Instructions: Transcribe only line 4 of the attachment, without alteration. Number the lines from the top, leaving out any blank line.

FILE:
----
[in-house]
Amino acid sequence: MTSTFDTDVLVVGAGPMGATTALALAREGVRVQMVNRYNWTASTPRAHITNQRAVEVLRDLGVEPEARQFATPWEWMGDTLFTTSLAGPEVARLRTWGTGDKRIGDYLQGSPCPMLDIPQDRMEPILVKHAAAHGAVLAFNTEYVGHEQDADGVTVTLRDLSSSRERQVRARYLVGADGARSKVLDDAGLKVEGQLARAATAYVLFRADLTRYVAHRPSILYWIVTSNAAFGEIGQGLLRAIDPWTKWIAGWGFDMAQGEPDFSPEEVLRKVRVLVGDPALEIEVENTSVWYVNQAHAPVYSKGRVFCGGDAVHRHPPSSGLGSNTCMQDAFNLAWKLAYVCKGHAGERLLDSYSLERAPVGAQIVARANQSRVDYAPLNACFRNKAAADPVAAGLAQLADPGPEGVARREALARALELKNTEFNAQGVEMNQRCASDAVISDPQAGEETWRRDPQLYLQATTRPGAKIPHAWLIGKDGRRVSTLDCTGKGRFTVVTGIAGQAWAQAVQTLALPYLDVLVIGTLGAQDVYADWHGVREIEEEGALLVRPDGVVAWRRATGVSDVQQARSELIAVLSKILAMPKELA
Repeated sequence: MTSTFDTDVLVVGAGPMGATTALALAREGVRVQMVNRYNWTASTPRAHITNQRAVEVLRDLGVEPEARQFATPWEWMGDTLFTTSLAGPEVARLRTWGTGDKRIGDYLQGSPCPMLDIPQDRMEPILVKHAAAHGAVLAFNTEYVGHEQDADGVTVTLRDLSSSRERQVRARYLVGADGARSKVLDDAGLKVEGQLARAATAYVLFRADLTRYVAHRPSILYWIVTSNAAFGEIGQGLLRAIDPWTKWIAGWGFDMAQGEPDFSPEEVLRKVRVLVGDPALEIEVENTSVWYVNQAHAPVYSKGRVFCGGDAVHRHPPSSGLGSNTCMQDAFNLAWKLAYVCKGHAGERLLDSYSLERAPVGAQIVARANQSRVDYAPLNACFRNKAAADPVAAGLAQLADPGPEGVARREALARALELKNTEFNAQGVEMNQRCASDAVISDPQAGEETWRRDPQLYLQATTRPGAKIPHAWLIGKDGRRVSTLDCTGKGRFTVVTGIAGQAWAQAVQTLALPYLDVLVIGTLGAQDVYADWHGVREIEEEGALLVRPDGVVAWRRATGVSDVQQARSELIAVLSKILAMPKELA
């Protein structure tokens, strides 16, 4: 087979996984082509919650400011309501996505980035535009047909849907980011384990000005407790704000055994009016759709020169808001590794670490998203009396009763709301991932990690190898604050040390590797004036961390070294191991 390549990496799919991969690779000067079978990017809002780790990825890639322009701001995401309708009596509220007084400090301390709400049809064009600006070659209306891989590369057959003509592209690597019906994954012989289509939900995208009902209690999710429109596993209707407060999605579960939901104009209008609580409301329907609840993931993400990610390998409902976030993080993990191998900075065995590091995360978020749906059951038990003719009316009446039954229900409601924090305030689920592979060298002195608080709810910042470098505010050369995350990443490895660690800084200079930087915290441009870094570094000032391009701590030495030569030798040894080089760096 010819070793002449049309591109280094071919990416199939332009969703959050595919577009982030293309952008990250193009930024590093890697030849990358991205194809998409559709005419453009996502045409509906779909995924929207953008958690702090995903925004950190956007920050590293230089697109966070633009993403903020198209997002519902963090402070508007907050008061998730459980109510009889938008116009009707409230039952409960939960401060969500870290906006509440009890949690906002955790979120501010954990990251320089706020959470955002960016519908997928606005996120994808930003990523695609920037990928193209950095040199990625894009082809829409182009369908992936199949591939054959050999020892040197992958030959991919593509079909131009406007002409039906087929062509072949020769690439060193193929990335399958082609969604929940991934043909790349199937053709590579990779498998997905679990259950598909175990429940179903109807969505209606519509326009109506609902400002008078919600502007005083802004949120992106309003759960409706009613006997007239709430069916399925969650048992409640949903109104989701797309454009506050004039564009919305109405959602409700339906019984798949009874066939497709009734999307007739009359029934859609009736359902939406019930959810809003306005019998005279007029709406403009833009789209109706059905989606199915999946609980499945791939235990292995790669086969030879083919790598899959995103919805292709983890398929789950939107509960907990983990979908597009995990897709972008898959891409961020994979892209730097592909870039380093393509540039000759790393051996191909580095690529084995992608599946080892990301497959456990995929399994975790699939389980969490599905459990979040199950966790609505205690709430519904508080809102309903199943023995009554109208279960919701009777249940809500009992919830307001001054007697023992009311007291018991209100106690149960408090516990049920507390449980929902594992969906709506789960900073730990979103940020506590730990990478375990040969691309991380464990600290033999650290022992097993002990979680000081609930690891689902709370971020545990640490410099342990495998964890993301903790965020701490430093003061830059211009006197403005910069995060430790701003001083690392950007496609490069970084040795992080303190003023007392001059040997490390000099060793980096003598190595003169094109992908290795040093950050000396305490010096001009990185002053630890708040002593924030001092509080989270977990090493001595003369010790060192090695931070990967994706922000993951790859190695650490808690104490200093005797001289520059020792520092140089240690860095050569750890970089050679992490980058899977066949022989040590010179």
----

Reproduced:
């Protein structure tokens, strides 16, 4: 087979996984082509919650400011309501996505980035535009047909849907980011384990000005407790704000055994009016759709020169808001590794670490998203009396009763709301991932990690190898604050040390590797004036961390070294191991 390549990496799919991969690779000067079978990017809002780790990825890639322009701001995401309708009596509220007084400090301390709400049809064009600006070659209306891989590369057959003509592209690597019906994954012989289509939900995208009902209690999710429109596993209707407060999605579960939901104009209008609580409301329907609840993931993400990610390998409902976030993080993990191998900075065995590091995360978020749906059951038990003719009316009446039954229900409601924090305030689920592979060298002195608080709810910042470098505010050369995350990443490895660690800084200079930087915290441009870094570094000032391009701590030495030569030798040894080089760096 010819070793002449049309591109280094071919990416199939332009969703959050595919577009982030293309952008990250193009930024590093890697030849990358991205194809998409559709005419453009996502045409509906779909995924929207953008958690702090995903925004950190956007920050590293230089697109966070633009993403903020198209997002519902963090402070508007907050008061998730459980109510009889938008116009009707409230039952409960939960401060969500870290906006509440009890949690906002955790979120501010954990990251320089706020959470955002960016519908997928606005996120994808930003990523695609920037990928193209950095040199990625894009082809829409182009369908992936199949591939054959050999020892040197992958030959991919593509079909131009406007002409039906087929062509072949020769690439060193193929990335399958082609969604929940991934043909790349199937053709590579990779498998997905679990259950598909175990429940179903109807969505209606519509326009109506609902400002008078919600502007005083802004949120992106309003759960409706009613006997007239709430069916399925969650048992409640949903109104989701797309454009506050004039564009919305109405959602409700339906019984798949009874066939497709009734999307007739009359029934859609009736359902939406019930959810809003306005019998005279007029709406403009833009789209109706059905989606199915999946609980499945791939235990292995790669086969030879083919790598899959995103919805292709983890398929789950939107509960907990983990979908597009995990897709972008898959891409961020994979892209730097592909870039380093393509540039000759790393051996191909580095690529084995992608599946080892990301497959456990995929399994975790699939389980969490599905459990979040199950966790609505205690709430519904508080809102309903199943023995009554109208279960919701009777249940809500009992919830307001001054007697023992009311007291018991209100106690149960408090516990049920507390449980929902594992969906709506789960900073730990979103940020506590730990990478375990040969691309991380464990600290033999650290022992097993002990979680000081609930690891689902709370971020545990640490410099342990495998964890993301903790965020701490430093003061830059211009006197403005910069995060430790701003001083690392950007496609490069970084040795992080303190003023007392001059040997490390000099060793980096003598190595003169094109992908290795040093950050000396305490010096001009990185002053630890708040002593924030001092509080989270977990090493001595003369010790060192090695931070990967994706922000993951790859190695650490808690104490200093005797001289520059020792520092140089240690860095050569750890970089050679992490980058899977066949022989040590010179």